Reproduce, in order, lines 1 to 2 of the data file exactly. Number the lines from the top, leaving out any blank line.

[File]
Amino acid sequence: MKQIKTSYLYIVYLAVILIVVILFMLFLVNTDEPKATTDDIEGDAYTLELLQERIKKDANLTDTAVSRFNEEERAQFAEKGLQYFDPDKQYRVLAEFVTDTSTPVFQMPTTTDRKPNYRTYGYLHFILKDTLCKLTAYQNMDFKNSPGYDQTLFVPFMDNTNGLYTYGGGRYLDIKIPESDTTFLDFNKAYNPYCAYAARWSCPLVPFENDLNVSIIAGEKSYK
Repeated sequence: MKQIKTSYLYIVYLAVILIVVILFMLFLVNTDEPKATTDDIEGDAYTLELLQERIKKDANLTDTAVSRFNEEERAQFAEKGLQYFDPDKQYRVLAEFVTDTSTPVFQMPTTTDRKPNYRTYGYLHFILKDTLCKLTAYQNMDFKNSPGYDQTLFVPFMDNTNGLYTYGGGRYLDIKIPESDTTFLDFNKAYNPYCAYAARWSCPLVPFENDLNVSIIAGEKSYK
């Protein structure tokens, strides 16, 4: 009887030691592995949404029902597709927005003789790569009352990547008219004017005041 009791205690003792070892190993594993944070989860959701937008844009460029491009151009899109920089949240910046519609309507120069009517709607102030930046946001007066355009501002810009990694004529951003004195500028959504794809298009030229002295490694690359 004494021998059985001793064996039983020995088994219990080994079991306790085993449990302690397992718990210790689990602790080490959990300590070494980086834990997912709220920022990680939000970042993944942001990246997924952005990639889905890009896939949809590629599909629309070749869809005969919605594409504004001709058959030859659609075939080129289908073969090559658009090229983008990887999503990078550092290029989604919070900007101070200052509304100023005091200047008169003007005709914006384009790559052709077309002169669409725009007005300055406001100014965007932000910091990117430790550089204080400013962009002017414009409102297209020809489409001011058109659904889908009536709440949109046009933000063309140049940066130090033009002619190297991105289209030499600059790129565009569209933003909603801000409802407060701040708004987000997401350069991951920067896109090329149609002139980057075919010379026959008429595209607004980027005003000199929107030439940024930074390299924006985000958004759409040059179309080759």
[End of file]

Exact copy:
Amino acid sequence: MKQIKTSYLYIVYLAVILIVVILFMLFLVNTDEPKATTDDIEGDAYTLELLQERIKKDANLTDTAVSRFNEEERAQFAEKGLQYFDPDKQYRVLAEFVTDTSTPVFQMPTTTDRKPNYRTYGYLHFILKDTLCKLTAYQNMDFKNSPGYDQTLFVPFMDNTNGLYTYGGGRYLDIKIPESDTTFLDFNKAYNPYCAYAARWSCPLVPFENDLNVSIIAGEKSYK
Repeated sequence: MKQIKTSYLYIVYLAVILIVVILFMLFLVNTDEPKATTDDIEGDAYTLELLQERIKKDANLTDTAVSRFNEEERAQFAEKGLQYFDPDKQYRVLAEFVTDTSTPVFQMPTTTDRKPNYRTYGYLHFILKDTLCKLTAYQNMDFKNSPGYDQTLFVPFMDNTNGLYTYGGGRYLDIKIPESDTTFLDFNKAYNPYCAYAARWSCPLVPFENDLNVSIIAGEKSYK